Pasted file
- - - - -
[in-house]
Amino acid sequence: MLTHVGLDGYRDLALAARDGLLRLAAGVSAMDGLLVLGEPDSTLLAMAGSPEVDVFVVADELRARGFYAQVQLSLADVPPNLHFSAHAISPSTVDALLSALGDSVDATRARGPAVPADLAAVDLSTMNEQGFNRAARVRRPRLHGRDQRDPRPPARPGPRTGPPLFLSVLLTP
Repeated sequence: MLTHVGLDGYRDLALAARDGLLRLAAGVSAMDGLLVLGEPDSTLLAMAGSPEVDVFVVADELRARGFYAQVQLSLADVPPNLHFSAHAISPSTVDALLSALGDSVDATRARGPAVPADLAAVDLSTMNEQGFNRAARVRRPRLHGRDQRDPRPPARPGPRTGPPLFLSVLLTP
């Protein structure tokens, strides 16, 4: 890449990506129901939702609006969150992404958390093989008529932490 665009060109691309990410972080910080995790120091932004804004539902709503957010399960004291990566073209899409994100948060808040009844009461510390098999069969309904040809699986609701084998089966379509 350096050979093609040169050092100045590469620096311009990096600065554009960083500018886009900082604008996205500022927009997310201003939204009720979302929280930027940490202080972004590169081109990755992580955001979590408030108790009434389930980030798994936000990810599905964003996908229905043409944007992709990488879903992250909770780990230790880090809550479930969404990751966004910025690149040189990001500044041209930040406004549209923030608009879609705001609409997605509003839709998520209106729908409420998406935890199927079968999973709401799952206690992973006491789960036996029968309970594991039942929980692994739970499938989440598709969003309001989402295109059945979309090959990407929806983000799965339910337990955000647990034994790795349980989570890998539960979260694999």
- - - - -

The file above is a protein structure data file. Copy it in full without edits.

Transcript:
[in-house]
Amino acid sequence: MLTHVGLDGYRDLALAARDGLLRLAAGVSAMDGLLVLGEPDSTLLAMAGSPEVDVFVVADELRARGFYAQVQLSLADVPPNLHFSAHAISPSTVDALLSALGDSVDATRARGPAVPADLAAVDLSTMNEQGFNRAARVRRPRLHGRDQRDPRPPARPGPRTGPPLFLSVLLTP
Repeated sequence: MLTHVGLDGYRDLALAARDGLLRLAAGVSAMDGLLVLGEPDSTLLAMAGSPEVDVFVVADELRARGFYAQVQLSLADVPPNLHFSAHAISPSTVDALLSALGDSVDATRARGPAVPADLAAVDLSTMNEQGFNRAARVRRPRLHGRDQRDPRPPARPGPRTGPPLFLSVLLTP
């Protein structure tokens, strides 16, 4: 890449990506129901939702609006969150992404958390093989008529932490 665009060109691309990410972080910080995790120091932004804004539902709503957010399960004291990566073209899409994100948060808040009844009461510390098999069969309904040809699986609701084998089966379509 350096050979093609040169050092100045590469620096311009990096600065554009960083500018886009900082604008996205500022927009997310201003939204009720979302929280930027940490202080972004590169081109990755992580955001979590408030108790009434389930980030798994936000990810599905964003996908229905043409944007992709990488879903992250909770780990230790880090809550479930969404990751966004910025690149040189990001500044041209930040406004549209923030608009879609705001609409997605509003839709998520209106729908409420998406935890199927079968999973709401799952206690992973006491789960036996029968309970594991039942929980692994739970499938989440598709969003309001989402295109059945979309090959990407929806983000799965339910337990955000647990034994790795349980989570890998539960979260694999």